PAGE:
Music by Umberto GIORDANO
Opera in 4 acts
Sung in Italian with Japanese supertitles
Andrea Chénier by Umberto GIORDANO is a well-known work of verismo opera. It portrays a tragic love affair against the turbulent backdrop of the French Revolution between the actual, historical poet, Andrea Chénier, and the daughter of a count, Maddalena. The production by Philippe ARLAUD makes skillful use of devices such as a prop that serves as a metaphor for the guillotine, a revolving stage, light and shadow, and colour.
The young, Italian conductor, Jader BIGNAMINI, makes his first appearance at the NNTT. The title role is played by Carlo VENTRE, Maddalena by Maria José SIRI, a soprano from Uruguay, and Gérard by Vittorio VITELLI.
Production Philippe ARLAUD 2
Scenery and Lighting Design Philippe ARLAUD 2
Costume Design Andrea UHMANN
Lightining Design TASTUTA Yuji
Choreographer UEDA Haruka
Revival Director SAWADA Yasuko
Stage Manager SAITO Miho
Andrea Chénier Carlo VENTRE 3
Maddalena di Coigny Maria José SIRI 4
Carlo Gérard Vittorio VITELLI 5
Roucher KAMIE Hayato 6
Un Incredibile MATSUURA Ken 7
La Contessa di Coigny MORIYAMA Kyoko 8
Bersi SHIMIZU Kasumi 9
Madelon TAKEMOTO Setsuko 10
Mathieu OKUBO Makoto 11
Fléville KOMADA Toshiaki 12
L’Abate KAMOSHITA Minoru 13
Fouquier Tinville SUDO Shingo 14
Dumas OMORI Ichiei 15
Il Maestro di Casa/Schmidt OKUBO Mitsuya 16
Chorus Master MISAWA Hirofumi
Chorus New National Theatre Chorus
Orchestra Tokyo Philharmonic Orchestra
Artistic Director IIMORI Taijiro
- Time: 1789-94.
- Place: In and around Paris.
Palace of the Countess of Coigny
Servants are preparing the Palace for a ball. Carlo Gérard, the majordomo, is filled with indignation at the sight of his aged father, worn out by long years of heavy labour for their noble masters. Only the Countess’ daughter Maddalena escapes his hatred, since he is besotted with her. Maddalena jokes with Bersi, her mulatto servant girl. The Countess rebukes Maddalena for dallying around when she should be dressing for the ball.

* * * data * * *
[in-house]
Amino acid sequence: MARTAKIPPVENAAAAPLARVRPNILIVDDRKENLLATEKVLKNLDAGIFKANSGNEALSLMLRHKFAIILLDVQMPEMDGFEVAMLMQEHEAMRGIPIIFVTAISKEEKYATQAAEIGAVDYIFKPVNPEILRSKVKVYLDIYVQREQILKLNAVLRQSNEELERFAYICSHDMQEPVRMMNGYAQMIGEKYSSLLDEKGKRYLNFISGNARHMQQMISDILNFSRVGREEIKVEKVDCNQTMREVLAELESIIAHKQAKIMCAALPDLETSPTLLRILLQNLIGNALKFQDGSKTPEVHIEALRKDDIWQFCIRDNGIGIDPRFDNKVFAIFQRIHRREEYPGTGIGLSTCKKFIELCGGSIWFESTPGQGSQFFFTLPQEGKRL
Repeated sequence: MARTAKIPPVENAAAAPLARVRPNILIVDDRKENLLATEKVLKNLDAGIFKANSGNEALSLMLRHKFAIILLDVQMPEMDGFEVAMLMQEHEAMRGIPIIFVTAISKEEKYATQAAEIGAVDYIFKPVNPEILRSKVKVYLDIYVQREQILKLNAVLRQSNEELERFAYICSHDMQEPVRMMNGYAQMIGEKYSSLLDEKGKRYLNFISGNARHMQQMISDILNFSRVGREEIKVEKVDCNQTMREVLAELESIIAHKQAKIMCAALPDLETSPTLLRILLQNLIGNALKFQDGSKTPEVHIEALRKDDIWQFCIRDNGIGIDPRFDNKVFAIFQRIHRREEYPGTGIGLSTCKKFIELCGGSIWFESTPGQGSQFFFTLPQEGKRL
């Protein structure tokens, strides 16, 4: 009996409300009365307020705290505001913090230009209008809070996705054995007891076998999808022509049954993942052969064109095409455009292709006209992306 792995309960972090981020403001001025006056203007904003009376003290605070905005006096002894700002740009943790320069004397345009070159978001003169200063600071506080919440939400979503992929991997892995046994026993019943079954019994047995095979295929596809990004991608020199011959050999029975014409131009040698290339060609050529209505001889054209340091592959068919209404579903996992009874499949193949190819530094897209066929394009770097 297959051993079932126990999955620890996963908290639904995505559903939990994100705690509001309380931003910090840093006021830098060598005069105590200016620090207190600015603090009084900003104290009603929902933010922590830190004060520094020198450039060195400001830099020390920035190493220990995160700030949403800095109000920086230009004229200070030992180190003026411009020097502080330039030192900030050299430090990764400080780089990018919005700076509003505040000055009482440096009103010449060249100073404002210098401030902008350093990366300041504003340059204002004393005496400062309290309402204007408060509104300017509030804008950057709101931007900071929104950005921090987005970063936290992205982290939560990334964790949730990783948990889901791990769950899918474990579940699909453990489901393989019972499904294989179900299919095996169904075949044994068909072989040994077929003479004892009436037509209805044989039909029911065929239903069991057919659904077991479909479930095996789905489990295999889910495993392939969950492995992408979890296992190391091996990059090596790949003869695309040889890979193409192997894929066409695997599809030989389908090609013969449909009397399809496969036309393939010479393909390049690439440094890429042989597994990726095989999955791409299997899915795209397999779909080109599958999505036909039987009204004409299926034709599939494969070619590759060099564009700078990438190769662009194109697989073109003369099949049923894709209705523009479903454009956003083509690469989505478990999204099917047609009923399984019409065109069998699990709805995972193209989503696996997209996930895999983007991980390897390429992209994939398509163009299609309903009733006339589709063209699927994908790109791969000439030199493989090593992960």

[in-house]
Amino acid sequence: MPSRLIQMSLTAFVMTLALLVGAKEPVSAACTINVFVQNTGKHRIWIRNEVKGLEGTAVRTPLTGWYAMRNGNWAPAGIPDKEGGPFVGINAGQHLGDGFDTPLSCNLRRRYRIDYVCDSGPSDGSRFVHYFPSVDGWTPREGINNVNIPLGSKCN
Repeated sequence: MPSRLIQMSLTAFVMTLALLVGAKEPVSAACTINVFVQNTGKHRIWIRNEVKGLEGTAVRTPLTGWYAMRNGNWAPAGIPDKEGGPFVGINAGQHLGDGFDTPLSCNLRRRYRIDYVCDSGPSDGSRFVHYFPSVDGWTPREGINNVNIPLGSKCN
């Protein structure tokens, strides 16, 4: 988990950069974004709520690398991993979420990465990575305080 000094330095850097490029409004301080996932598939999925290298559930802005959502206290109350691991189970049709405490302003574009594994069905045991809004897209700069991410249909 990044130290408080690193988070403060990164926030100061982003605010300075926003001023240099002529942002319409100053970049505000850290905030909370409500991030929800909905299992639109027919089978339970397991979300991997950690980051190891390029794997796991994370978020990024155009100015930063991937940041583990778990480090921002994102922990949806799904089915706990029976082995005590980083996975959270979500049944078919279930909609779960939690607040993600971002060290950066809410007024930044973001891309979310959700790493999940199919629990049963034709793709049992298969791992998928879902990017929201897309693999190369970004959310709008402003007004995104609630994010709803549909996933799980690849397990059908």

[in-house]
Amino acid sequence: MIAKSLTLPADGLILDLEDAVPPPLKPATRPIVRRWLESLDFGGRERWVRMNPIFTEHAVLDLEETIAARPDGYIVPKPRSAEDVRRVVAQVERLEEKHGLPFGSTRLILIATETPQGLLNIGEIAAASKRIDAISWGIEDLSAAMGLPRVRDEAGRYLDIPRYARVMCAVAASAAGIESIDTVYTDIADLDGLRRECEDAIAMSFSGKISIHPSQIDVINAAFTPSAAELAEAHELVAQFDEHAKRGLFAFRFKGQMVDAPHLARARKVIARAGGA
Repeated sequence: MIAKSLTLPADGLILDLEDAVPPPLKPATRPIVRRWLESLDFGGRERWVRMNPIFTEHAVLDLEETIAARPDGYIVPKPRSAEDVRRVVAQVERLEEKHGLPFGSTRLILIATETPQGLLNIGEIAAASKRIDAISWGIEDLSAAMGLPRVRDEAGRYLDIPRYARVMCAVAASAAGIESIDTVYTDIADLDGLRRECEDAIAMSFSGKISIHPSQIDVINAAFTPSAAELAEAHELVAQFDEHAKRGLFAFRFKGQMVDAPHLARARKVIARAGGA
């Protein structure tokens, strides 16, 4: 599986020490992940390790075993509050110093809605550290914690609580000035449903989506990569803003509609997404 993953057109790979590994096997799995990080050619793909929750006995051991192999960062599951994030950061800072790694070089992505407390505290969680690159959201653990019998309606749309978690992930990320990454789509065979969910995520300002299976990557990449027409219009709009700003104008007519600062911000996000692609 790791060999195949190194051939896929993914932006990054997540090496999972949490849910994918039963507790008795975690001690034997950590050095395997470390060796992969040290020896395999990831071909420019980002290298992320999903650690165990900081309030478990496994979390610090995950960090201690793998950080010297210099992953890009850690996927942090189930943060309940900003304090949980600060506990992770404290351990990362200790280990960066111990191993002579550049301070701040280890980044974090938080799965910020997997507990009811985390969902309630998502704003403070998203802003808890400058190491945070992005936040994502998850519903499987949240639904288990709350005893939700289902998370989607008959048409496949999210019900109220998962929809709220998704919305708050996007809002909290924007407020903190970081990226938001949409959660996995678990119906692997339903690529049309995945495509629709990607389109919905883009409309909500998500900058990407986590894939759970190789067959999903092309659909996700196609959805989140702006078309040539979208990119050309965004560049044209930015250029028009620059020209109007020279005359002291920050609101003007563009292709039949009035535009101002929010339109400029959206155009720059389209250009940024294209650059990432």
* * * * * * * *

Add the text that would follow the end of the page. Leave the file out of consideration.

The guests arrive. Among them is an Abbée who has come from Paris with news about the poor decisions of King Louis XVI’s government. Also among the guests is the dashing and popular poet, Andrea Chénier.
The soirée begins with a “pastoral” performance. A chorus of shepherds and shepherdesses sing idealized rustic music and a ballet mimics a rural love story in stately court fashion. The Countess asks Chénier to improvise a poem but he says that inspiration has abandoned him. Maddelena asks Chénier to recite a verse, but he refuses her also, saying that “Fantasy is not commanded on cue.” The laughter of the girls draws the Countess’ attention, and Maddelena explains mockingly that the Muse of poetry is absent from the party. Chénier now becomes angry and improvises a poem about the suffering of the poor, ending with a tirade against those in power in church and state, shocking the guests. Maddalena begs forgiveness.
The guests dance a gavotte, which is interrupted by a crowd of ragged people who ask for food, Gérard ushers them in announcing that “Her Greatness, Misery” has arrived to the party. The Countess confronts Gérard who repudiates his service and throws his livery at the feet of the Countess, taking his father with him, who threw himself at the feet of the Countess. She orders them all out, and comforts herself by thoughts of her gifts to charity. The ball continues as if nothing had happened.